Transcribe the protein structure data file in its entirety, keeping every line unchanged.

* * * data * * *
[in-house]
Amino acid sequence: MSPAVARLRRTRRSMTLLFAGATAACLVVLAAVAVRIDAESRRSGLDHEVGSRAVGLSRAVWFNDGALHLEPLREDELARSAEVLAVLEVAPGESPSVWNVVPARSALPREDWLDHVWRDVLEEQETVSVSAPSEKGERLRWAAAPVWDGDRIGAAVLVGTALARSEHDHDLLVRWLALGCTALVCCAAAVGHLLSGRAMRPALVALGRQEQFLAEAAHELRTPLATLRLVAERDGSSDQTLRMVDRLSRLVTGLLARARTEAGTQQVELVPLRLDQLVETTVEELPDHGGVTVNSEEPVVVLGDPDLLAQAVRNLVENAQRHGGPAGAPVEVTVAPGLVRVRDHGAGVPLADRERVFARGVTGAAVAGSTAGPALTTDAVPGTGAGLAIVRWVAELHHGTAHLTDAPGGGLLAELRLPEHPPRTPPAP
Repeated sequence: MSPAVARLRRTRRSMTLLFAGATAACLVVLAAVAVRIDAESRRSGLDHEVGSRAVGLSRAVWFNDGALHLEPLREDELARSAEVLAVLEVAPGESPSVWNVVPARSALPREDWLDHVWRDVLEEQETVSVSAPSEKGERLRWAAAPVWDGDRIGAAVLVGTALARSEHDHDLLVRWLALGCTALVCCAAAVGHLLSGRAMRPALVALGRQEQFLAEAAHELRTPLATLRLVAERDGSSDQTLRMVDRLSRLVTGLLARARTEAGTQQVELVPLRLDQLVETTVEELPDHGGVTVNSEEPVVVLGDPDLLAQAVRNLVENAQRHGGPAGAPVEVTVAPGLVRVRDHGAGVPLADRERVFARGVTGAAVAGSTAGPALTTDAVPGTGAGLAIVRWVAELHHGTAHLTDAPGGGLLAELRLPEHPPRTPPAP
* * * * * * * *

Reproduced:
[in-house]
Amino acid sequence: MSPAVARLRRTRRSMTLLFAGATAACLVVLAAVAVRIDAESRRSGLDHEVGSRAVGLSRAVWFNDGALHLEPLREDELARSAEVLAVLEVAPGESPSVWNVVPARSALPREDWLDHVWRDVLEEQETVSVSAPSEKGERLRWAAAPVWDGDRIGAAVLVGTALARSEHDHDLLVRWLALGCTALVCCAAAVGHLLSGRAMRPALVALGRQEQFLAEAAHELRTPLATLRLVAERDGSSDQTLRMVDRLSRLVTGLLARARTEAGTQQVELVPLRLDQLVETTVEELPDHGGVTVNSEEPVVVLGDPDLLAQAVRNLVENAQRHGGPAGAPVEVTVAPGLVRVRDHGAGVPLADRERVFARGVTGAAVAGSTAGPALTTDAVPGTGAGLAIVRWVAELHHGTAHLTDAPGGGLLAELRLPEHPPRTPPAP
Repeated sequence: MSPAVARLRRTRRSMTLLFAGATAACLVVLAAVAVRIDAESRRSGLDHEVGSRAVGLSRAVWFNDGALHLEPLREDELARSAEVLAVLEVAPGESPSVWNVVPARSALPREDWLDHVWRDVLEEQETVSVSAPSEKGERLRWAAAPVWDGDRIGAAVLVGTALARSEHDHDLLVRWLALGCTALVCCAAAVGHLLSGRAMRPALVALGRQEQFLAEAAHELRTPLATLRLVAERDGSSDQTLRMVDRLSRLVTGLLARARTEAGTQQVELVPLRLDQLVETTVEELPDHGGVTVNSEEPVVVLGDPDLLAQAVRNLVENAQRHGGPAGAPVEVTVAPGLVRVRDHGAGVPLADRERVFARGVTGAAVAGSTAGPALTTDAVPGTGAGLAIVRWVAELHHGTAHLTDAPGGGLLAELRLPEHPPRTPPAP